Pontifications on Poison
Being some ramblings on events associated with poisonous plants.
Wednesday 28th March 2012
The optimistic part of me thinks UK Members of Parliament work very hard to fulfil their functions. I say this because, today, the Home Affairs Select Committee (HASC) has published the first batch of written submissions made to its inquiry into government drugs policy. It runs to 728 pages and over 340,000 words so it is a big read even if, like the committee members, you’ve been able to read the submissions as they arrived from January to March.
The pessimistic part of me, however, worries that some of the committee members could have passed the full submissions to a researcher asking for each 2,500 word (maximum) document to be reduced to an easy to read 100 words.
I confess that in the time I’ve had available, today, I have cherry-picked certain submissions to read so I have no idea what gems I may have missed. That said I do know I’ve missed out on seven submissions that are not included in the published document. The guide for submitting evidence to select committees does say it is possible to request, but not demand, that one’s evidence remain confidential. It would have been nice for the HASC to give some indication of why the material has been withheld.
A number of the submissions are from people or organisations I’ve written about before. So, we have Kevin Sabet, not content with being, in part, responsible for the application of the drug policy that has caused such widespread harm in the USA, putting forward his views of what the UK is doing wrong.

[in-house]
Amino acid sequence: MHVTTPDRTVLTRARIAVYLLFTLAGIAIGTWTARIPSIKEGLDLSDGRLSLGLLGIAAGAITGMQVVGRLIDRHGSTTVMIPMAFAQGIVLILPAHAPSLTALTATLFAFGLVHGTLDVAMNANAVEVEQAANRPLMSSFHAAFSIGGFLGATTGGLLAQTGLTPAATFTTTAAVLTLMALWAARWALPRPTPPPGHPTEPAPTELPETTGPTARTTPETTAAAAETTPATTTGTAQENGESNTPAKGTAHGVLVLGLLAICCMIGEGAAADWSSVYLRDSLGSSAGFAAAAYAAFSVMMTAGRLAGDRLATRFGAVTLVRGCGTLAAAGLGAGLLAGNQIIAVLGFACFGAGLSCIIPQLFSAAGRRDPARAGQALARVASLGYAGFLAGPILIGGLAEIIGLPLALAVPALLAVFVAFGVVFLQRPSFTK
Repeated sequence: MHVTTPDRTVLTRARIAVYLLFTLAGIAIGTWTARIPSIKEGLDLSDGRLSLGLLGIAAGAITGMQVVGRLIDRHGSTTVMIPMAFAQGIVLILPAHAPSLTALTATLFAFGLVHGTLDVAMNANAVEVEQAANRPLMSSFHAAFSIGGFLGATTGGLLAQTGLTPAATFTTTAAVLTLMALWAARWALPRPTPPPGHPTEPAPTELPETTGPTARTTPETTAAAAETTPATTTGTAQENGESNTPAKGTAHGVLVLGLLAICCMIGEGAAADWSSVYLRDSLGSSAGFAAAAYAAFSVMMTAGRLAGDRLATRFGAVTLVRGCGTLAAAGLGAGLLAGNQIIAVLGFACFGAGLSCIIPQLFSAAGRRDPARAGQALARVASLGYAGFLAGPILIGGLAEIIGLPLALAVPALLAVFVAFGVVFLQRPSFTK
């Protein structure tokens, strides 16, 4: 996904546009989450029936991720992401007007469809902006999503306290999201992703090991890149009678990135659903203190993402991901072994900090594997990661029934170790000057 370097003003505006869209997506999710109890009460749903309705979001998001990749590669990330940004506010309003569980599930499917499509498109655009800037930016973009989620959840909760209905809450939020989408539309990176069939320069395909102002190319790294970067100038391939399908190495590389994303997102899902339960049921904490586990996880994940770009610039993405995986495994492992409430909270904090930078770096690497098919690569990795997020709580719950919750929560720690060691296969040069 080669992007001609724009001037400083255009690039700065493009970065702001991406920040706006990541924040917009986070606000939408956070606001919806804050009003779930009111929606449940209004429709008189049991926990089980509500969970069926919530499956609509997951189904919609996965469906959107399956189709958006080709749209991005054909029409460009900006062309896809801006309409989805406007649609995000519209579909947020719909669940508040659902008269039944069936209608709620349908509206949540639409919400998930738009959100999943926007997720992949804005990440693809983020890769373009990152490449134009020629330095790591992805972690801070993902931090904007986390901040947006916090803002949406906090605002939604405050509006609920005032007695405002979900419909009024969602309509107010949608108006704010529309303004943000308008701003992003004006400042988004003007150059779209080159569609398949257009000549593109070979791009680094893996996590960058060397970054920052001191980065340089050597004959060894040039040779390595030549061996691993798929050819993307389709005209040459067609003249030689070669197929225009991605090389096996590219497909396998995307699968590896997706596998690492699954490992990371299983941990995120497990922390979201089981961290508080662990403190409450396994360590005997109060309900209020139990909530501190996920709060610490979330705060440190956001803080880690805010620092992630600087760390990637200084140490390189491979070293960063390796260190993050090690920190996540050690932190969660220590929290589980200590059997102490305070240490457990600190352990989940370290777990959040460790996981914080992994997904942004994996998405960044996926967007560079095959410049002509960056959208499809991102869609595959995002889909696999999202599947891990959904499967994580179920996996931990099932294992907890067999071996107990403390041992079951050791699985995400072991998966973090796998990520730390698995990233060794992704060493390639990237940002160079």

As usual with Sabet, he presents himself as a moderate in the centre-ground before putting forward opinions that are part of the lexicon of the archetypal prohibitionist. This he does by the use of incomplete truths. He suggests that researchers found that no-one convicted of possession of cannabis received a custodial sentence but does not go on to explain that the research was not looking at this point.
Similarly, when discussing Portugal, he claims ‘there has been a surprisingly few number of rigorous analyses on the policy change’. The Hughes and Stevens paper was published online on 2nd January (I wrote about it on 6th January) and Sabet’s submission is dated ‘January 2012’ so it is not credible to suggest that he was unaware of it when he made his submission. The problem for Sabet is that the Hughes and Stevens paper is a rigorous analysis of the policy change and concludes that the results of the reform were ‘nuanced, albeit largely positive’. We know that is a point Sabet doesn’t like because he similarly ignored it at the conference I wrote about on 9th March.
On the USA, he says that ‘less than 0.7% of all state inmates were behind bars for cannabis possession only’ but doesn’t explain that the criminal justice system will often bring a charge of intending to supply against someone whose ‘possession’ offence includes a small number of growing plants.